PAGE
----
Normalizing interval library

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Overview
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This library provides an alternative to the std [`Range`](https://doc.rust-lang.org/stable/std/ops/struct.Range.html) types which supports finite interval normalization. When used with a bounded, finite data type, the interval will support set operations (unions, intersections, etc), and iteration over potentially disjoint sets of intervals can be represented efficiently as a tree of interval bounds.
Usage
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Add this line to your crate's Cargo.toml file:
interval = "0.13.0"
Representations for infinite intervals
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This library was previously designed to support infinite and finite data types, utilizing trait specialization to make normalization of infinite intervals a no-op. To allow building on stable, this feature has been disabled, so `Interval<T>` and `Selection<T>` are only usable if `T: Finite`. As such, there are many methods defined for selections and intervals which are essentially useless, as all intervals will be normalized into a closed representation after construction.
What is interval normalization?
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Interval normalization ensures that equivalent intervals have the same representation. For instance, if we have an `Interval<i32>` covering (0, 15], the left bound is exclusive, and due to the finiteness of `i32`, the interval will be equivalent to [1, 15]. In this way, intervals over finite types can always be 'normalized' as closed finite intervals. Additionally, unions of nearby intervals my overlap if denormalized. [0, 4] union [5, 6] selects the same points as [0, 6], even though the intervals do not share bounds. Thus we also have to normalize intervals with respect to set operations.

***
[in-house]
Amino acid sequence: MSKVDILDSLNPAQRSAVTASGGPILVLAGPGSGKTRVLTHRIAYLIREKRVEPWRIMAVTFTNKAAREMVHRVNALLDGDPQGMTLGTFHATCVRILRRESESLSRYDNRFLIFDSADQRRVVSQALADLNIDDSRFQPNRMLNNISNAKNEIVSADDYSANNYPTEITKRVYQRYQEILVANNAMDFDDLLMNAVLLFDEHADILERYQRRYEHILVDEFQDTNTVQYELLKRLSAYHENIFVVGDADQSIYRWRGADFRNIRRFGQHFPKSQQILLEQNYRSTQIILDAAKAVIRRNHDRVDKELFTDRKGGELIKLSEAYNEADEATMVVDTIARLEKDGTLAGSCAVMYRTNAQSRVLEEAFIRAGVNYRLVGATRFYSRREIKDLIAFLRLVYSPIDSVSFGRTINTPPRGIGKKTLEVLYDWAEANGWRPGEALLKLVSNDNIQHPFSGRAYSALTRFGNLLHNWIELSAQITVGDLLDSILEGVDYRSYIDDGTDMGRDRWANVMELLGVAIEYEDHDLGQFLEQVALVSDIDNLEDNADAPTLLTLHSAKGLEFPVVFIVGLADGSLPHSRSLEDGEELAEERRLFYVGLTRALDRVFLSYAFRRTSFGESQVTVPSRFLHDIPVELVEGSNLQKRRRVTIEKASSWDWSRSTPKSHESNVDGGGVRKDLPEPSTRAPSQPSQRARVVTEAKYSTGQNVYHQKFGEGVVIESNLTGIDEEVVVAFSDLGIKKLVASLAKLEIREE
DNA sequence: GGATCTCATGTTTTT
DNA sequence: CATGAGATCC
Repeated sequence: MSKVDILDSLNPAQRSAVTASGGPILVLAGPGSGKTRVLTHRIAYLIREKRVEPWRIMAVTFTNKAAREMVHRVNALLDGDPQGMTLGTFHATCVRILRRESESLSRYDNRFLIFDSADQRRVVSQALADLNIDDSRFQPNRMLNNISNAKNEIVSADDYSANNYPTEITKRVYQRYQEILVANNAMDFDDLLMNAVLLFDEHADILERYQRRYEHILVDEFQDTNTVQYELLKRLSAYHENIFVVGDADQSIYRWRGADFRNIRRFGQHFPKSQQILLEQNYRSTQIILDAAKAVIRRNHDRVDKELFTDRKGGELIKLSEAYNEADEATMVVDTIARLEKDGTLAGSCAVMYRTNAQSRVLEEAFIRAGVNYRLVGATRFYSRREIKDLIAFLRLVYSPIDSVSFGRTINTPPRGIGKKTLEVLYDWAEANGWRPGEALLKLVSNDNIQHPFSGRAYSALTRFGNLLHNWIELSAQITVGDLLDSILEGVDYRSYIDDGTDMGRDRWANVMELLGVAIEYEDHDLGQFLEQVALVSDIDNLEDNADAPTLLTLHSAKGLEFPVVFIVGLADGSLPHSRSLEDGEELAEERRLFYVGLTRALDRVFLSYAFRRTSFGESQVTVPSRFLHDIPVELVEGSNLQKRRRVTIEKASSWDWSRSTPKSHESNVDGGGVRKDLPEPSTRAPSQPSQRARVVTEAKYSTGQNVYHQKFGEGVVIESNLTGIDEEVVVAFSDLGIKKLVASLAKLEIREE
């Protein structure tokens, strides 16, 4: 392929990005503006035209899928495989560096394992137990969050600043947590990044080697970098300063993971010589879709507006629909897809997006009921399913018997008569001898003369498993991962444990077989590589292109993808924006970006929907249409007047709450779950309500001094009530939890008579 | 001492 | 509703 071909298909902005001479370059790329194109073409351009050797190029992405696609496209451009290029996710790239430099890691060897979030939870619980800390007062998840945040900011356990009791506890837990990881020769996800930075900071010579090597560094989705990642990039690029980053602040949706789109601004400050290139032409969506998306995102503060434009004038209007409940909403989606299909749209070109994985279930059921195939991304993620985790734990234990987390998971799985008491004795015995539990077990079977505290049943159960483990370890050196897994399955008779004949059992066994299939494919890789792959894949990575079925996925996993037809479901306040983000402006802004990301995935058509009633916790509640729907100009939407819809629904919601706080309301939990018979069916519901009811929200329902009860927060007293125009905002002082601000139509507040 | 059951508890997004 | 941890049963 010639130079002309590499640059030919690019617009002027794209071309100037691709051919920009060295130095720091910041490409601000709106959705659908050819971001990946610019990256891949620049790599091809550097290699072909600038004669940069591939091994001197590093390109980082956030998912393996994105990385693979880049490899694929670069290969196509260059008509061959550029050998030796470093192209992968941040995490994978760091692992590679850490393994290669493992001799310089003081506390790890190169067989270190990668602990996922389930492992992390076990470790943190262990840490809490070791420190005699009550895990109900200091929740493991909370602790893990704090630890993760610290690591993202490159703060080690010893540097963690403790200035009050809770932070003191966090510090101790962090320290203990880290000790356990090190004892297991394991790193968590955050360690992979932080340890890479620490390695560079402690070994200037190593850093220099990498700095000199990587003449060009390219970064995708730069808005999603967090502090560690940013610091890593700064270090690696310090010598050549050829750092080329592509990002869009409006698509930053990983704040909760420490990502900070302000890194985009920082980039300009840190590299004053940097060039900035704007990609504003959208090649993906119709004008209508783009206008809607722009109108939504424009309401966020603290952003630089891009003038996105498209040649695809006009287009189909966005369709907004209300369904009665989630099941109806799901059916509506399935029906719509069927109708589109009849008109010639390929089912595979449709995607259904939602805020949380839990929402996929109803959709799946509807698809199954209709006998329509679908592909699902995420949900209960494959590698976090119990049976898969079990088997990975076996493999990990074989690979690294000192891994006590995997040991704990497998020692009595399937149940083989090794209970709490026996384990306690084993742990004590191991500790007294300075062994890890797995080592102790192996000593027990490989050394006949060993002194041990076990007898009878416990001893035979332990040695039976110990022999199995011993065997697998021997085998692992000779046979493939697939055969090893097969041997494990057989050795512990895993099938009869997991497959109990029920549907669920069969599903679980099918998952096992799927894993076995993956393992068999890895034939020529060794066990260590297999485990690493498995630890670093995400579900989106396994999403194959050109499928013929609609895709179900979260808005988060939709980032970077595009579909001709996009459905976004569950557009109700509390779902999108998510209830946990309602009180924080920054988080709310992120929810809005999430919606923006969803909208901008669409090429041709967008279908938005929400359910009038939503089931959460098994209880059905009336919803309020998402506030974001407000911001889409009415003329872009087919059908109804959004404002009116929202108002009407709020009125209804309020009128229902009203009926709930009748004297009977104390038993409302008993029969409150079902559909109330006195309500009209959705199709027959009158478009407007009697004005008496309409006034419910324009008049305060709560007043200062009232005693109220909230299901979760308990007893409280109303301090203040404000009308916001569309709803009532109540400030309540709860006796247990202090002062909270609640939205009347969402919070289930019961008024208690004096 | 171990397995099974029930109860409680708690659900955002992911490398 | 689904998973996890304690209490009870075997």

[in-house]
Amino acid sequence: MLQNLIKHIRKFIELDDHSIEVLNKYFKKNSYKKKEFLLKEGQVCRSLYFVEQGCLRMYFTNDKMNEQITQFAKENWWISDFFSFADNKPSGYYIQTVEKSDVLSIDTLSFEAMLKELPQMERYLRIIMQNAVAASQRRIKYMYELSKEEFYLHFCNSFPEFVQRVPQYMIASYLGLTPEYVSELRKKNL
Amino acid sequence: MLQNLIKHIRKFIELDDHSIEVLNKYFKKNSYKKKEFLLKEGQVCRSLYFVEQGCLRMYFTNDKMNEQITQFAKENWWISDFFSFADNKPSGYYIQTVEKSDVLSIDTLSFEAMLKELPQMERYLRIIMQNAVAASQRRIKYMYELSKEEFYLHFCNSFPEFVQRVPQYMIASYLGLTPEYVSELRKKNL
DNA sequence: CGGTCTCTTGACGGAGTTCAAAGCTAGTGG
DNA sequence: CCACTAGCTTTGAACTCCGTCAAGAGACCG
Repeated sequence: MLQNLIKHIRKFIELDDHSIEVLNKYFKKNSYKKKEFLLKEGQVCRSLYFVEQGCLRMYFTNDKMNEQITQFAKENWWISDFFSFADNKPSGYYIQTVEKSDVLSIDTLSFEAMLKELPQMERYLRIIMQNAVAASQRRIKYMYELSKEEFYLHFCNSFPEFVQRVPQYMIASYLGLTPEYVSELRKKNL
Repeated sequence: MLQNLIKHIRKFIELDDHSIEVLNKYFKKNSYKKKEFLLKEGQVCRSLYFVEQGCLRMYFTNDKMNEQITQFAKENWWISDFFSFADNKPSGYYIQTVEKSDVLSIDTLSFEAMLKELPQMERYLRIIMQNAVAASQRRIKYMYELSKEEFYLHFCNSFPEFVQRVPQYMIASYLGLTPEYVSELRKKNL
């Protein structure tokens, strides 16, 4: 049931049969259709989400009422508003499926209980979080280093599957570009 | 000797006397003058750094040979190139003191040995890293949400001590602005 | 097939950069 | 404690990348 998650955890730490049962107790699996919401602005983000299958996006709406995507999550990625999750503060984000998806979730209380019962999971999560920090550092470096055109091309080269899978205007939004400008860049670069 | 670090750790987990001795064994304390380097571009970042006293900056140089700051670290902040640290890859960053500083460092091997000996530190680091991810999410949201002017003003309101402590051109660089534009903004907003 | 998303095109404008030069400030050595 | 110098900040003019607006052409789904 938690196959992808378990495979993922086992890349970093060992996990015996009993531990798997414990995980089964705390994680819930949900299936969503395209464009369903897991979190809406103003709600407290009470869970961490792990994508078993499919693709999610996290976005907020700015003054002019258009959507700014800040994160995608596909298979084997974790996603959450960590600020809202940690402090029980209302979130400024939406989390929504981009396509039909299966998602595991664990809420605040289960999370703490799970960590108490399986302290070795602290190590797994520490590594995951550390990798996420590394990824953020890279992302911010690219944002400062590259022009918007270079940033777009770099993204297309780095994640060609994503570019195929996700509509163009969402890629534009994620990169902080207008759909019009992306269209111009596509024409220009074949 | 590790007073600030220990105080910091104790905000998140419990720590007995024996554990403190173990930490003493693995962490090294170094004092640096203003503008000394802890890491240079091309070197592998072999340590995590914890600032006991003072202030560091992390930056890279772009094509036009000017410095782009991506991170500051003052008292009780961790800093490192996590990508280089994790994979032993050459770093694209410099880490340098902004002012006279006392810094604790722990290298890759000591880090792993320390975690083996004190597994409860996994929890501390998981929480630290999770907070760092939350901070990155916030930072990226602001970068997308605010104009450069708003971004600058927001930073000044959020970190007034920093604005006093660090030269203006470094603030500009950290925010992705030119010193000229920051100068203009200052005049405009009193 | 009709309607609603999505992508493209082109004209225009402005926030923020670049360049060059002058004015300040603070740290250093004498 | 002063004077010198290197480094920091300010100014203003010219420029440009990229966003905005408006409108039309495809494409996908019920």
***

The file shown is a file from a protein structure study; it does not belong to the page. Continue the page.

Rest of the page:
How is interval normalization achieved?
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`Interval<T>` is implemented as a normalizing wrapper around `RawInterval<T>`. Any type which implements `Normalize` will be automatically normalized after any operation performed on `Interval<T>`. Dynamic unions of intervals are implemented through `Selection<T>`, which is a normalizing wrapper around `TineTree<T>`, which ensures that interval operations are performed on the broadest 'denormalized' set of intervals possible before normalization occurs.
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